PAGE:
Last week’s economic updates showed a stabilizing economy in May, with solid results for business confidence and employment during the month as highlights. This week, important reports will focus on inflation, the rate decision from the Fed’s June meeting, and consumer confidence.
Last week’s news
We started the week with Monday’s release of the ISM Manufacturing index for May. This measure of manufacturer confidence increased modestly from 41.5 in April to 43.1 in May, against expectations for a larger increase to 43.8. While this gain was a positive development, this is a diffusion index, where values below 50 indicate contraction, so the index remains at a concerning level. The manufacturing industry was hard hit in April by factory shutdowns and a steep drop in global demand due to the pandemic, but efforts to reopen factories in May bolstered confidence modestly. While the factory openings should be a tailwind for manufacturer confidence in the short term, the drop in global demand will likely linger and serve as a headwind for a swift increase in this indicator.
Wednesday saw the release of the ISM Nonmanufacturing index for May. This measure of service sector confidence also increased modestly, rising from 41.8 in April to 45.4 in May, against expectations for a smaller increase to 44.4. This better-than-expected result was welcome, but this is another diffusion index, where values below 50 indicate contraction. The results show that service sector confidence remained well below the level needed to support a swift economic recovery. So, while the stabilization of business confidence in May was a positive development, we have a long way to go before it approaches normal levels. More gains in confidence are needed before we see the increased business spending that will help stimulate overall economic growth.
On Thursday, the initial jobless claims report for the week ending May 30 was released. There were more than 1.877 million initial unemployment claims filed during the week, down from the more than 2.1 million claims filed the week before, but above the estimate for 1.833 million claims. Continuing jobless claims increased from a downwardly revised 20.838 million to 21.487 million during the week ending May 23. This report marked the ninth straight week of declining initial claims, which indicates that the peak of job losses is likely well behind us. Nonetheless, despite the continued downward trend in initial claims, more than 42 million claims have been filed during the pandemic. There is still a long way to go before employment numbers return to levels seen before the crisis.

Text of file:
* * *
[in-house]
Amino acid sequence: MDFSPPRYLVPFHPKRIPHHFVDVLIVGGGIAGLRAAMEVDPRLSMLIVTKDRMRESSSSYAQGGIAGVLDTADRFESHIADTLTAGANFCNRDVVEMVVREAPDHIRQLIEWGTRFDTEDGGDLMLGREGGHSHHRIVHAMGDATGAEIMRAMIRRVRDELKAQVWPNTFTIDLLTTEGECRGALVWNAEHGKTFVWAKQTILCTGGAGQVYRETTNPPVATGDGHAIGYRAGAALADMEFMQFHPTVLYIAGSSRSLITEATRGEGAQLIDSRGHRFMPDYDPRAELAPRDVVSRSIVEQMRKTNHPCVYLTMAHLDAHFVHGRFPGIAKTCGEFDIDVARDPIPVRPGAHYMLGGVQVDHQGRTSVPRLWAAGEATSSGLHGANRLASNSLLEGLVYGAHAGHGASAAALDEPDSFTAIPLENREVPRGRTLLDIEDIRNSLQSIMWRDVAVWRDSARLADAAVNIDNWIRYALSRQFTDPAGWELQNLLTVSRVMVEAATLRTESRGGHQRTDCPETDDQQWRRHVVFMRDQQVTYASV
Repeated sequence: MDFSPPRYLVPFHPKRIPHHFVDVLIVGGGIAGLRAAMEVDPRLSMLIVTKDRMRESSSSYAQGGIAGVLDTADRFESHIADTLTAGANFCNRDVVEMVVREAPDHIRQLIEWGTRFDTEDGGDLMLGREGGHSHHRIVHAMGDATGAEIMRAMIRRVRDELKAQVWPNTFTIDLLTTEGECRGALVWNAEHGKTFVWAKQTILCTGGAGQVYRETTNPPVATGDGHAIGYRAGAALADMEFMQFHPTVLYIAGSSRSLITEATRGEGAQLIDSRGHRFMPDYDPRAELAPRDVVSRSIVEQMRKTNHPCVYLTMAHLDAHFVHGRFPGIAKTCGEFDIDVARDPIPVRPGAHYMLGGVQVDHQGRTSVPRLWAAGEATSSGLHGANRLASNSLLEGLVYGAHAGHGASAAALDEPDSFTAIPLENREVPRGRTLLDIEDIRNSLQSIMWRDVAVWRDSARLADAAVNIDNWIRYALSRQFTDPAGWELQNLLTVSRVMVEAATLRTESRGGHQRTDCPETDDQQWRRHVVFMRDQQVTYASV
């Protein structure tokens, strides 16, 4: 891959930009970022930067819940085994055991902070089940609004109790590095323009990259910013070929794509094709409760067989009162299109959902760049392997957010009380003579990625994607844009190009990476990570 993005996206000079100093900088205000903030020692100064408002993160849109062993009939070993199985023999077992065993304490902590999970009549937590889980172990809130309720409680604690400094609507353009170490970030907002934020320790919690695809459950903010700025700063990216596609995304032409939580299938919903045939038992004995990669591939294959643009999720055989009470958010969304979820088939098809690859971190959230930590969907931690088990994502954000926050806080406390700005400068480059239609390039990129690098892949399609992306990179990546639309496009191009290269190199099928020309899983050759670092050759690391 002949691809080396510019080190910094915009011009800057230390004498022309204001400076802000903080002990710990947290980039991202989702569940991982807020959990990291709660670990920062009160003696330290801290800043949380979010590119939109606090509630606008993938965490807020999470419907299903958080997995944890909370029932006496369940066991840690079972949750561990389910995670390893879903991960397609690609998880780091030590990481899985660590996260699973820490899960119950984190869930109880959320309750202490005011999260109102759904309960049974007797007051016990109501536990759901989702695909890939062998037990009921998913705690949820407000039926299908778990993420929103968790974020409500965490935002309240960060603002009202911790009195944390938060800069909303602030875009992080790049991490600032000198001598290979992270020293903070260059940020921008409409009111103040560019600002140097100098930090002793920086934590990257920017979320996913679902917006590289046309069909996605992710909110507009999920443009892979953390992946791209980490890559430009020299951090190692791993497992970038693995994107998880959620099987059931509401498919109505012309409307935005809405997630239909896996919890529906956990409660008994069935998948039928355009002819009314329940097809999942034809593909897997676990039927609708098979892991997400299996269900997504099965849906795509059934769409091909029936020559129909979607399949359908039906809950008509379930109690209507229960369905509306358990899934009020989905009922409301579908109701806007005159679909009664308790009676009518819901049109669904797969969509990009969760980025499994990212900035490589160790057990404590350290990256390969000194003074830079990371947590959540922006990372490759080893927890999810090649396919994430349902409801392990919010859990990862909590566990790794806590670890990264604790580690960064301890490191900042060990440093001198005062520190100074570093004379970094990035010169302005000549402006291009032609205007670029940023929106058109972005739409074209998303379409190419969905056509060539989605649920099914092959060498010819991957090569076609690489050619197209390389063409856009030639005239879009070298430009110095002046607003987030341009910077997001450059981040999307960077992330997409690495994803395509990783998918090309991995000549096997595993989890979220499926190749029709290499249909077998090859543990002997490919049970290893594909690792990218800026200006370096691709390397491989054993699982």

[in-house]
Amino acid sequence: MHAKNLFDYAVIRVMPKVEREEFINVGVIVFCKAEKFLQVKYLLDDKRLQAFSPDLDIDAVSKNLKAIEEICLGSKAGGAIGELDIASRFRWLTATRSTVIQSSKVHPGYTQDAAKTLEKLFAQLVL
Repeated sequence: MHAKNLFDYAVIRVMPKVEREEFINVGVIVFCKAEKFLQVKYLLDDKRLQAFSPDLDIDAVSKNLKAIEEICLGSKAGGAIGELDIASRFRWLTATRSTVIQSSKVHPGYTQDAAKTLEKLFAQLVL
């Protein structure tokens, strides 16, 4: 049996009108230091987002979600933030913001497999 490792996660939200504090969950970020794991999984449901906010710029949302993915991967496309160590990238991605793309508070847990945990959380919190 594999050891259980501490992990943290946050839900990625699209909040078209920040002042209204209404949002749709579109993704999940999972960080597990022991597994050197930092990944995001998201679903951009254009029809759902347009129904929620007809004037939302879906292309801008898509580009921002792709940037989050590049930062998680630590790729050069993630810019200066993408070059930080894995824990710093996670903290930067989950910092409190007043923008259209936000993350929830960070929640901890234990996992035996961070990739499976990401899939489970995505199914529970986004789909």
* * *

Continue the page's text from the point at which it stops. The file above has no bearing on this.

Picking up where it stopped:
Thursday also saw the release of the April international trade report. The trade deficit widened from a downwardly revised $42.3 billion in March to $49.4 billion in April, which was in line with economist estimates. Exports and imports both fell sharply during the month, dropping by 20.5 percent and 13.7 percent, respectively. The result for exports represented the largest single-month drop since records began in 1992. The shutdown of auto manufacturing plants during the month was one of the drivers of this slowdown in exports, with a large decrease in travel-related trade also playing a part. Overall, the April report showed trading volume falling to its lowest level since May 2010. The pandemic dramatically lowered global demand, which will likely serve as a headwind for trade growth going forward.
We finished the week with Friday’s release of May’s employment report, which dramatically beat economist estimates. During the month, 2.5 million jobs were added, against expectations for a loss of 7.5 million jobs. The unemployment rate fell to 13.3 percent, down from 14.7 percent in April and significantly lower than economist estimates for a rise to 19 percent. These much-better-than-expected results reinforce the belief that the worst of the damage to the job market caused by the pandemic is behind us. The underlying data was positive as well, as the labor force participation rate and average hours worked both increased. Although these results were certainly encouraging, they should be viewed in context. We lost more than 20 million jobs in April, and the current unemployment rate of 13.3 percent is the second-highest monthly level since World War II. The road back to a full economic recovery will almost certainly be long, but this report shows that we’re moving in the right direction. We may get back to normal faster than expected.